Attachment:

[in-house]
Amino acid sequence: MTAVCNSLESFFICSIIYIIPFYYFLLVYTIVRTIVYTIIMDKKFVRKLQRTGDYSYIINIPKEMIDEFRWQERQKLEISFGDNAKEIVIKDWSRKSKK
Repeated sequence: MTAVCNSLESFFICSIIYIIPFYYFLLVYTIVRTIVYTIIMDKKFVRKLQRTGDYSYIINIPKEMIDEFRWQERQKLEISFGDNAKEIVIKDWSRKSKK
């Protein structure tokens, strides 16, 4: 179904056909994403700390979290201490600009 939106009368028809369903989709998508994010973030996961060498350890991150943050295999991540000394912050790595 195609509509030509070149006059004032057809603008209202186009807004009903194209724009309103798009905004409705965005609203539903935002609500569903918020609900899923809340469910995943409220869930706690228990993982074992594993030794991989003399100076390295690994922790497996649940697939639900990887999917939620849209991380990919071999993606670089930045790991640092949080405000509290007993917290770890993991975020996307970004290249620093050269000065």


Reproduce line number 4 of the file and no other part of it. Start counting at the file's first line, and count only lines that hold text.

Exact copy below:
């Protein structure tokens, strides 16, 4: 179904056909994403700390979290201490600009 939106009368028809369903989709998508994010973030996961060498350890991150943050295999991540000394912050790595 195609509509030509070149006059004032057809603008209202186009807004009903194209724009309103798009905004409705965005609203539903935002609500569903918020609900899923809340469910995943409220869930706690228990993982074992594993030794991989003399100076390295690994922790497996649940697939639900990887999917939620849209991380990919071999993606670089930045790991640092949080405000509290007993917290770890993991975020996307970004290249620093050269000065």